Path to patanjali

Branding in rudimentary terms, aims create differentiation in the consumer’s mind and thereby a preferred state for a product or a service. The ‘brand’ they say resides in the consumer’s mind in the form of impressions viz., tangibles and intangibles.

In today’s scenario with massive explosion of brands, newer entrants find it extremely challenging to create a differentiated proposition. Adoption and loyalty are extremely difficult    to achieve and sustain. This is evident from the lukewarm growth FMCG (fast moving consumer goods) as a category witnessed in the past few years

In this backdrop the success of patanjali with me-too products offers an interesting contrast to study for marketers and research practitioners. The superlative success of patanjali has been the subject of intense expert speculation with many views being circulated in the public domain. Many attribute this to the our inherent disposition to natural/herbal products, attractive price point of the patanjali products, popularity of  baba ramdev, favourable government, hindutva renaissance, word of mouth, channel strategy, variety of products under one umbrella brand, swadeshi factor, indianness etc.

The critical question is to ask how come a brand command such extraordinary loyalty at a time when consumer loyalties are always fluctuating with the next offer that is around the corner. The answer lies in the phenomenon which some psychologists describe as ‘halo effect. Before we get in to explaining the success of patanjali, it is important to understand how halo effect works.

Daniel kahneman in his seminal book ‘thinking fast and slow’ calls it exaggerated emotional coherence. First impressions make a strong contribution for the ‘halo effect’ to take over. We tend to judge an individual often basis our first impression or his most significant quality. Remember interviewing a candidate and think about the impressions you formed about him/her.

The halo effect contributes to the consistency in our judgement about the person, because it attempts to match our view of all the qualities of a person to judgement of one attribute that is particularly significant. For example if we think a sportsman is athletic we are likely to rate him better at running too.  A good looking leader is assumed to be more benevolent.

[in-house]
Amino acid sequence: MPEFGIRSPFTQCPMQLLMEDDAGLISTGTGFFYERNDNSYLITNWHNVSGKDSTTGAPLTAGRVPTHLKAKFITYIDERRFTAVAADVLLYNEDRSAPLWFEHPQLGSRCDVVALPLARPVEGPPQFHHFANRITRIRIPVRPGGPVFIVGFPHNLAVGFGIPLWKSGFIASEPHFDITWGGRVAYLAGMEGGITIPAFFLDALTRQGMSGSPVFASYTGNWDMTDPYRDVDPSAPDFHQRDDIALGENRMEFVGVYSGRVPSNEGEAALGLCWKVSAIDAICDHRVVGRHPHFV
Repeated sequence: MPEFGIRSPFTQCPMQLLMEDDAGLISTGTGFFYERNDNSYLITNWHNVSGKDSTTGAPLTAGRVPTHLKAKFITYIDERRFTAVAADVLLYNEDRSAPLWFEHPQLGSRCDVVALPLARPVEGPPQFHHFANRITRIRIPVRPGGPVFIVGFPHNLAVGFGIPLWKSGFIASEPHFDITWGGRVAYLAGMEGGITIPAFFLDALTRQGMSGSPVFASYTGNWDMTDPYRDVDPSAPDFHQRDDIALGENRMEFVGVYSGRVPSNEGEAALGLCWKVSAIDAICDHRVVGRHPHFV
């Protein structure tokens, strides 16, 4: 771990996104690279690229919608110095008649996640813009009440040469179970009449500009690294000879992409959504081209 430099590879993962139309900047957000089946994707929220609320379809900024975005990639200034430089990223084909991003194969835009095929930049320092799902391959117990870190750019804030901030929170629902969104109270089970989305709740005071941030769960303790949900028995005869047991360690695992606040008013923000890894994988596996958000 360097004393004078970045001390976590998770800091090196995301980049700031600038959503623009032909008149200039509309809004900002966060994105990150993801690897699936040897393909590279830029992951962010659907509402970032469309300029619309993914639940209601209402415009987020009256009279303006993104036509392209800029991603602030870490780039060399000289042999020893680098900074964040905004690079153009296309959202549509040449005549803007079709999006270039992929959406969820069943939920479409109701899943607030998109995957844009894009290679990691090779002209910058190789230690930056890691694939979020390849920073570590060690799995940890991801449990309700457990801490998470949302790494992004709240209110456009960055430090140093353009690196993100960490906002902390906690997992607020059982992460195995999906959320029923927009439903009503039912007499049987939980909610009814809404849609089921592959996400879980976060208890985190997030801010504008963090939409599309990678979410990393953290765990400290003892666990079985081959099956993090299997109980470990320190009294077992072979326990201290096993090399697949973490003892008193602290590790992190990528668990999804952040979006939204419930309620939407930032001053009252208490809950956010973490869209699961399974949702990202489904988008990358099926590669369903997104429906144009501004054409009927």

Can we apply the same philosophy to explain the success of Patanjali? Let us look at the following closely,

  1. First impressions about the brand

First impressions create a disproportionate impact on further evaluation, to the extent any further information could end up having no impact at all.

  • Given the fact that baba ramdev has been the face of patanjali , inevitably his contribution towards making the first impressions have to be taken in to account. The qualities associated with baba ramdev therefore become critical. A simple association exercise among consumers would give us ‘health, indianness, tradition as prominent associations with Baba Ramdev. More importantly things like indianness, tradition are likely to forge a strong emotional connect in the current political atmosphere. In fact in our small study we found that Patanjali products do resonate these associations.
  1. Further evaluation on the experience

Health, indianness and tradition would be the first impressions and they are likely to influence further evaluation of product qualities which is an outcome of their usage experience

  • The coherence is consistent in their product attribute evaluation as well. One could see manifestations of purity emerging in the form of taste, sensorials, absence of chemicals, linkage to homemade food, farms etc demonstrating phenomenal consistence without any dissonance.
  • Interestingly in many instances we observed people were generous in attributing positive scores to factors that were not explicitly claimed by the brand.
  • An interesting aspect was taste which often ends up being at odds with health. For marketers of healthy variants this has been one of the biggest barriers to bridge. Often what is healthy is perceived as something that is not tasty. Interestingly in case of patanjali it has been able to bridge two seemingly conflicting attribute because of the halo effect associated with health, indianness and roots in tradition.

Implications:

Halo effect has widespread implications across fields where first impressions are crucial.

  • Politics and business: our first impressions about a charismatic leader may lead us to associate positive traits without being fully aware of him. Facts in these cases may have little impact in dislodging the positive impressions or creating negative images. This is particularly applicable to business leaders, political leaders, sportsmen etc
  • Healthcare: doctors often have their first impressions basis the patient profile or his complaints and do resort to treatment practices. While it works by their extensive clinical experience, but it still plays a strong role in influencing treatment decisions. It is important to monitor this especially in junior doctors who may not have the necessary clinical acumen.

Given the low attention span consumer has and the increase in convergence that is happening in our lives, studying halo effect would help us with newer dimensions and possibilities in understanding the consumer

Limitations

This was a limited sample study to conducted in an exploratory manner and therefore not statistically validated.

References

Halo effect- ‘thinking fast and slow’- danniel kahneman

 

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